I'm just so happy and relieved that 4 more years of Obama in the WH will mean we can further entrench policies and actions consistent with Democratic ideals that serve to strengthen individual rights and freedoms, shore up the foundations of democracy, hold accountable those who have demonstrated their disdain for those things, and truly be a positive example for the rest of the world.

    Oh, wait...nevermind...I must have been dreaming.

    I was (5.00 / 1) (#15)
    by lentinel on Sun Sep 02, 2012 at 10:43:25 AM EST
    thinking that it wouldn't especially cheer me up to see photos of Obama and Holder on the prison wall... as if it represented a step in the right direction...

    Especially now, after reading a few days ago that Holder announced that it is definite and in cement that the torturers of the Bush era, who so proudly defiled America and its people, will be immune from prosecution.

    Marijuana smokers, however, will continue to be subject to incarceration.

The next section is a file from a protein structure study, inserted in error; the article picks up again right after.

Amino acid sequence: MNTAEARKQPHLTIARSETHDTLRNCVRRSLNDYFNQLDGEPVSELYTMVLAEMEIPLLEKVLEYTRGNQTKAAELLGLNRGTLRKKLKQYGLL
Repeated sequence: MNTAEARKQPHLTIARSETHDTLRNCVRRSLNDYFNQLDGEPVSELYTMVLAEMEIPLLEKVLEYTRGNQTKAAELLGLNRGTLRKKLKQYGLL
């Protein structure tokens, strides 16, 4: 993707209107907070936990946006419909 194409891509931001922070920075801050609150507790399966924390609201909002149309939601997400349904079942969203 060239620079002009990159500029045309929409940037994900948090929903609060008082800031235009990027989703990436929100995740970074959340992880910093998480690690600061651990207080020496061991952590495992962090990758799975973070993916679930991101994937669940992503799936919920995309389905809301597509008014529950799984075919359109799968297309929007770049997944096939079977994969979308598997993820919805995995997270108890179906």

These are not my guys.
    Even next to Bush and Ashcroft.
    Not my guys.


    Don't be so sure. Maybe VP Biden (none / 0) (#14)
    by oculus on Sun Sep 02, 2012 at 10:30:08 AM EST
    will announce his support for legal MJ and the Pres. will evolve.  

    It took (5.00 / 1) (#16)
    by lentinel on Sun Sep 02, 2012 at 10:51:17 AM EST
    Obama about four years for him to evolve enough to acknowledge that gay people should have the same right to marry as heterosexuals.

    Four years it took him to figure that one out.

    So, no.

    I don't see him evolving on the issue of mj anytime soon...

    Unless --- unless --- someone gave him so really really good sh*t and he had an epiphany like Jim Ignatowski - Christopher Lloyd's character in "Taxi".


    It took Obama 4 years, (5.00 / 2) (#18)
    by MO Blue on Sun Sep 02, 2012 at 12:14:12 PM EST